Emily Wells gives you more music in the first three tracks of Beautiful Sleepyhead and the Laughing Yaks than the major labels have given you in the past year. Okay, that's a bit of an exaggeration, but only a bit because this CD is packed with adventurous music. Incredible music. Downright beautiful music, when you hang your preconceived concepts about music at the door. Did I mention adventurous?
Wells brings so many influences to the mixing board it will make your head spin: world, classical, rock, folk, theater, country and all of their subcategories. Throw in jug band just for good measure and the very fringe of Emily Wells begins to form in your head. Where it goes from there is up to you.
The close to dark and sinister kicks off the album, Wells' double-voiced persona at first seeming a bit apathetic yet foreboding until the chorus of Mt. Washington, where an underlying string quartet negates the brooding mood. The simpler folk-slanted 50 Year Love Affair relies on breathy Gileah-like voice (Gileah's The Golden Planes is well worth checking out, by the way) and odd touches like muted, plucked banjo and beautifully crafted chord changes to set its mood. The more upbeat but moody Fountain of Youth refuses to follow the concept of pop music, changing moods and rhythms at every turn. The chorus, utilized only twice, will leave you hungry for more, and what an arrangement! Waltz of the Dearly Beloved follows like an old Marlene Dietrich movie, sounding dated yet refreshing at the same time, classical-oriented gypsy violins carrying the simple waltz into another realm. Back to Gileah with Big Love Lullaby, Wells breathing as much as singing ever so slowly and making it a lullaby in structure if not in lyrical content. A haunting movement comprised of violins, piano, cello and what sounds like muted and plucked guitar, Action's Debut Rendezvous bridges to the next track, Supermarket which in its slow and plodding magnificence is not about a supermarket at all. Wells duels vocally with herself in Tisis Momar to great effect, claiming love but in a chanteuse-like manner. Oh My God I Miss You looks at life from the bottom, a wondering look at God and reality. The interplay between piano and bass could not be better and Wells' voice is spot on. A masterpiece. If you've ever wondered about a laughing yak, it is here as well, a mere electronic spot in the midst of the music. My Tin Car begins innocuously enough, a pleasant and flowing ballad, but Wells has her own agenda and takes it on an outing which leads into orchestral maneuvers, short though they be. "It's all over the news..." she begins on View From a Blind Eye and it seems as if she has leveled out with a touch of New York, New York", but not so. "...another roadside suicide..." she continues and, well, by this time you should be used to it. If this be a tone poem, it is a poem of stark proportions. The duel piano which ends it is straight out of Rosemary's Baby or some other musically demented slice of life. A shockingly normal country-tinged beginning throws you off at the beginning of 1000 Years War until voice meets background. The juxtaposition of glockenspiel and banjo and Wells' intense delivery almost spell rock, if eerie rock. Banjo jumpstarts Dr. Hubris & His Vile of Turpentine, which could be smoothed into a great country song. Of course, that is not Wells' purpose here. Brash with edgy voice, she drives it home, a fine capper and tribute to the laughing yak.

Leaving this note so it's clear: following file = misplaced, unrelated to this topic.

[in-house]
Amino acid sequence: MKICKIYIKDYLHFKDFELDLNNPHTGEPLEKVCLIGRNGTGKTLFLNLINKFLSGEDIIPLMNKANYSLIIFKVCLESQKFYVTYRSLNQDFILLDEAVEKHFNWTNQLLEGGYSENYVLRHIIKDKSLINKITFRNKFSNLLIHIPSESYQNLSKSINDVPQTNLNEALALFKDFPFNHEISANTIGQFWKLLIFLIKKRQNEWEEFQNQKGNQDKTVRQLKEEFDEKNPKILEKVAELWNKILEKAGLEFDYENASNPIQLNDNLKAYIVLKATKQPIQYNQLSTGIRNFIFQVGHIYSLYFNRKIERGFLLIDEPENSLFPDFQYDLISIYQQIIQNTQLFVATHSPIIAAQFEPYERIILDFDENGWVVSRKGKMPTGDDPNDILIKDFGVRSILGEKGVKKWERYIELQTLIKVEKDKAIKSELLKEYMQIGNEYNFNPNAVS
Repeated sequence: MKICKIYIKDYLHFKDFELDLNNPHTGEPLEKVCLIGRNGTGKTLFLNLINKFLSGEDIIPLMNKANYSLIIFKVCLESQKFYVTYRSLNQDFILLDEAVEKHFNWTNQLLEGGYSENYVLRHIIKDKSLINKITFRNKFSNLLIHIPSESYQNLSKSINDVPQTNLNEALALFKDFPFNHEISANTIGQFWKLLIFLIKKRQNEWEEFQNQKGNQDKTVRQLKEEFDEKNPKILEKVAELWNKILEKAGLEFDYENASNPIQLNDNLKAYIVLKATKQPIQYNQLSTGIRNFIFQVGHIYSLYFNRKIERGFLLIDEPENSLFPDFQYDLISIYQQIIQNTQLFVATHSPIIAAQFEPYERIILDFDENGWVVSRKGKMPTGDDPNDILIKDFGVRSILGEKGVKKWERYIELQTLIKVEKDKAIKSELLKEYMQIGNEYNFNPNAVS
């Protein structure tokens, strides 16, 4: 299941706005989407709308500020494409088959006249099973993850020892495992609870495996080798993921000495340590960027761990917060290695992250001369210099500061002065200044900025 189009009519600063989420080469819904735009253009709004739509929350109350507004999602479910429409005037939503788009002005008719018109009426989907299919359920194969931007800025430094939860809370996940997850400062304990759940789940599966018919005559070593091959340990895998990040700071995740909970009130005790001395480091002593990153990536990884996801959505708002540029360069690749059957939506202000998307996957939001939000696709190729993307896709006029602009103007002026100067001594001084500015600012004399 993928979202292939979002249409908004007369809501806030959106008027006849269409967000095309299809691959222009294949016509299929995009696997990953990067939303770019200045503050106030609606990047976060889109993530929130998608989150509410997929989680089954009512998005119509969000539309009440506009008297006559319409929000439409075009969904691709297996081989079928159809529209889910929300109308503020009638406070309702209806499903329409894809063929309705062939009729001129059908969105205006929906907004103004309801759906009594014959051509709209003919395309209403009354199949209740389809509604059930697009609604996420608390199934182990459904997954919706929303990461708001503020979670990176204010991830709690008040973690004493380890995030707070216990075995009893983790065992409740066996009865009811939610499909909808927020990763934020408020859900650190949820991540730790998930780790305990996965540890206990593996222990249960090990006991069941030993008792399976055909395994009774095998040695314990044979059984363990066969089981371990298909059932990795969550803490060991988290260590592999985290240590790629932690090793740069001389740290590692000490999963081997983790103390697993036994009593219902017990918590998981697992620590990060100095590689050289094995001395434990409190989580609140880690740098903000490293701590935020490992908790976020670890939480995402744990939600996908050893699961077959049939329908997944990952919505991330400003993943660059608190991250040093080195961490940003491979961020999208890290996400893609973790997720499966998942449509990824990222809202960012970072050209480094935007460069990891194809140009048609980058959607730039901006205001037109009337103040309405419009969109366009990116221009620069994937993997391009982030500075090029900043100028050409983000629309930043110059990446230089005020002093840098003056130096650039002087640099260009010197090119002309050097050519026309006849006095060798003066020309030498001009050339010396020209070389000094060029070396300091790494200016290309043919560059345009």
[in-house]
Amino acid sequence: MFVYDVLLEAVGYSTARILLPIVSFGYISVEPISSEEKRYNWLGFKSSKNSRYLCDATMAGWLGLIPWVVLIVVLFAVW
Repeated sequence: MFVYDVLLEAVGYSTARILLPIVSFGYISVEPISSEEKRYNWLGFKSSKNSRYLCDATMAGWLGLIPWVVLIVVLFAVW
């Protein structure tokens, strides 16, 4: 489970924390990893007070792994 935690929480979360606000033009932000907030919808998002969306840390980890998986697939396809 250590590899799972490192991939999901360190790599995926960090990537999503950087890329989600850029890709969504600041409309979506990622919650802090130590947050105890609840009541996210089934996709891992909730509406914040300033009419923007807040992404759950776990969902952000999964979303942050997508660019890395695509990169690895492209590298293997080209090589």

The fact that Wells recorded, mixed and produced this project herself makes it all that much more viable. She lists among instruments used turning pages, metalophones and neighborhood samples, whatever they are, but the music says they were essential. Handled by anyone else, they might have been tossed aside and the album might have watered itself down and lost the creative edge which makes it magic. She gives a big nod to bassist Joey Reina and Sam Halterman and when you hear them, you'll know why.
In the liner notes, it says that you can "Find lyrics and other beautiful things" online at her website. I searched and couldn't find the lyrics (I am computer-illiterate), a bummer because there are places in a couple of songs where I just need to be sure.
Bottom line: This album may not be for everyone, but it is among the best I've heard in some time. Creative, edgy and haunting, it captures something most others do not: real excitement. Emily Wells is an excellent songwriter and beyond. Ditto on performing. For those who can't hear it, I feel pity.
Edited by: David N. Pyles
Website design by David N. Pyles